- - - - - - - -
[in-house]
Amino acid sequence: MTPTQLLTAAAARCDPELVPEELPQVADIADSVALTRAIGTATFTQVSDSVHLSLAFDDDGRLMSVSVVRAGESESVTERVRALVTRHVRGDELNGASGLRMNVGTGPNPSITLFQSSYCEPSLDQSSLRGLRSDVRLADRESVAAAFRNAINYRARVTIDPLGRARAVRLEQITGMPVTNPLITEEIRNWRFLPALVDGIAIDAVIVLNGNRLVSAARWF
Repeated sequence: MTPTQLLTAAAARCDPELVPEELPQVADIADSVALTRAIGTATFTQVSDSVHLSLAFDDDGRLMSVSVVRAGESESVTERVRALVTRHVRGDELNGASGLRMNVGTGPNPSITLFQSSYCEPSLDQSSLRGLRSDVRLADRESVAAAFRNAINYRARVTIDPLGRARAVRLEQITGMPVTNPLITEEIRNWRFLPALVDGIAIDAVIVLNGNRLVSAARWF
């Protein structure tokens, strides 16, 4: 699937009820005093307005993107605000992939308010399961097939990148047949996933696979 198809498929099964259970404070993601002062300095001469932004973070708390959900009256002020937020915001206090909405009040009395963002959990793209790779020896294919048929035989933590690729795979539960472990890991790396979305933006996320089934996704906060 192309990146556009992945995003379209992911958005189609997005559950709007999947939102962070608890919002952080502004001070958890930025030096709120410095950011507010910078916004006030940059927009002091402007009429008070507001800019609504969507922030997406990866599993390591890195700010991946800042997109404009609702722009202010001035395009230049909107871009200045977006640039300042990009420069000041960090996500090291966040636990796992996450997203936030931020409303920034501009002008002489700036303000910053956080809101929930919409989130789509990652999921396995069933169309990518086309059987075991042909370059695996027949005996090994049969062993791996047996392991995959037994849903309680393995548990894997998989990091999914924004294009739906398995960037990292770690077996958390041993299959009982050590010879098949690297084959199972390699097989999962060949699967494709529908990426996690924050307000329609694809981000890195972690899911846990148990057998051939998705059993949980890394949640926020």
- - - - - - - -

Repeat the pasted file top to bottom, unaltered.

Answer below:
[in-house]
Amino acid sequence: MTPTQLLTAAAARCDPELVPEELPQVADIADSVALTRAIGTATFTQVSDSVHLSLAFDDDGRLMSVSVVRAGESESVTERVRALVTRHVRGDELNGASGLRMNVGTGPNPSITLFQSSYCEPSLDQSSLRGLRSDVRLADRESVAAAFRNAINYRARVTIDPLGRARAVRLEQITGMPVTNPLITEEIRNWRFLPALVDGIAIDAVIVLNGNRLVSAARWF
Repeated sequence: MTPTQLLTAAAARCDPELVPEELPQVADIADSVALTRAIGTATFTQVSDSVHLSLAFDDDGRLMSVSVVRAGESESVTERVRALVTRHVRGDELNGASGLRMNVGTGPNPSITLFQSSYCEPSLDQSSLRGLRSDVRLADRESVAAAFRNAINYRARVTIDPLGRARAVRLEQITGMPVTNPLITEEIRNWRFLPALVDGIAIDAVIVLNGNRLVSAARWF
């Protein structure tokens, strides 16, 4: 699937009820005093307005993107605000992939308010399961097939990148047949996933696979 198809498929099964259970404070993601002062300095001469932004973070708390959900009256002020937020915001206090909405009040009395963002959990793209790779020896294919048929035989933590690729795979539960472990890991790396979305933006996320089934996704906060 192309990146556009992945995003379209992911958005189609997005559950709007999947939102962070608890919002952080502004001070958890930025030096709120410095950011507010910078916004006030940059927009002091402007009429008070507001800019609504969507922030997406990866599993390591890195700010991946800042997109404009609702722009202010001035395009230049909107871009200045977006640039300042990009420069000041960090996500090291966040636990796992996450997203936030931020409303920034501009002008002489700036303000910053956080809101929930919409989130789509990652999921396995069933169309990518086309059987075991042909370059695996027949005996090994049969062993791996047996392991995959037994849903309680393995548990894997998989990091999914924004294009739906398995960037990292770690077996958390041993299959009982050590010879098949690297084959199972390699097989999962060949699967494709529908990426996690924050307000329609694809981000890195972690899911846990148990057998051939998705059993949980890394949640926020």